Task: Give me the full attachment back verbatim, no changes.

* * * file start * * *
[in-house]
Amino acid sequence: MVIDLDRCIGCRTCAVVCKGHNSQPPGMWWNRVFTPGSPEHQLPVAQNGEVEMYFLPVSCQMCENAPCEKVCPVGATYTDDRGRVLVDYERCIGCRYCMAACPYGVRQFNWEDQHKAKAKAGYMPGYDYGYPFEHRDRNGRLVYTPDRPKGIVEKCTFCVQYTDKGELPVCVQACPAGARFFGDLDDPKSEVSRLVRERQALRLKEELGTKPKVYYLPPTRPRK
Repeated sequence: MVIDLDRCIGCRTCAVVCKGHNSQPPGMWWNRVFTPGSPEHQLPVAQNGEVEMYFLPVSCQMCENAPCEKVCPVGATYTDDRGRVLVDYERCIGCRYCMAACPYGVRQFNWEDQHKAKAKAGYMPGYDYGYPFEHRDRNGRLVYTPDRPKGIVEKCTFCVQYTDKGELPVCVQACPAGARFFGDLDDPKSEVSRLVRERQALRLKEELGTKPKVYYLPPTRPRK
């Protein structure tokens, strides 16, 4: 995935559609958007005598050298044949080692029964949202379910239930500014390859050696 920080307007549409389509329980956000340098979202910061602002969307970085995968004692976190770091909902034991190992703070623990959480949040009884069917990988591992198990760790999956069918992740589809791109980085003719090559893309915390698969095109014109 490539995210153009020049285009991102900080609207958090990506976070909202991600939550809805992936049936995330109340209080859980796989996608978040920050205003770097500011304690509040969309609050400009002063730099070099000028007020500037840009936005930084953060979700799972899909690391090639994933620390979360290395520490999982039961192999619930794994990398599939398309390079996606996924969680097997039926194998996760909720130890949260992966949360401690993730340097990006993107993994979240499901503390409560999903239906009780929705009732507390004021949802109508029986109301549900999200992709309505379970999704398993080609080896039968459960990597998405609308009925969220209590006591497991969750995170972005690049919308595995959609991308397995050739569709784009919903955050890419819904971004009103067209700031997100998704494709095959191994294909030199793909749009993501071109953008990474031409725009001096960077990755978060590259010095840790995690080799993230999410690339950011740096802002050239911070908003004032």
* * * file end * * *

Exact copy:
[in-house]
Amino acid sequence: MVIDLDRCIGCRTCAVVCKGHNSQPPGMWWNRVFTPGSPEHQLPVAQNGEVEMYFLPVSCQMCENAPCEKVCPVGATYTDDRGRVLVDYERCIGCRYCMAACPYGVRQFNWEDQHKAKAKAGYMPGYDYGYPFEHRDRNGRLVYTPDRPKGIVEKCTFCVQYTDKGELPVCVQACPAGARFFGDLDDPKSEVSRLVRERQALRLKEELGTKPKVYYLPPTRPRK
Repeated sequence: MVIDLDRCIGCRTCAVVCKGHNSQPPGMWWNRVFTPGSPEHQLPVAQNGEVEMYFLPVSCQMCENAPCEKVCPVGATYTDDRGRVLVDYERCIGCRYCMAACPYGVRQFNWEDQHKAKAKAGYMPGYDYGYPFEHRDRNGRLVYTPDRPKGIVEKCTFCVQYTDKGELPVCVQACPAGARFFGDLDDPKSEVSRLVRERQALRLKEELGTKPKVYYLPPTRPRK
């Protein structure tokens, strides 16, 4: 995935559609958007005598050298044949080692029964949202379910239930500014390859050696 920080307007549409389509329980956000340098979202910061602002969307970085995968004692976190770091909902034991190992703070623990959480949040009884069917990988591992198990760790999956069918992740589809791109980085003719090559893309915390698969095109014109 490539995210153009020049285009991102900080609207958090990506976070909202991600939550809805992936049936995330109340209080859980796989996608978040920050205003770097500011304690509040969309609050400009002063730099070099000028007020500037840009936005930084953060979700799972899909690391090639994933620390979360290395520490999982039961192999619930794994990398599939398309390079996606996924969680097997039926194998996760909720130890949260992966949360401690993730340097990006993107993994979240499901503390409560999903239906009780929705009732507390004021949802109508029986109301549900999200992709309505379970999704398993080609080896039968459960990597998405609308009925969220209590006591497991969750995170972005690049919308595995959609991308397995050739569709784009919903955050890419819904971004009103067209700031997100998704494709095959191994294909030199793909749009993501071109953008990474031409725009001096960077990755978060590259010095840790995690080799993230999410690339950011740096802002050239911070908003004032």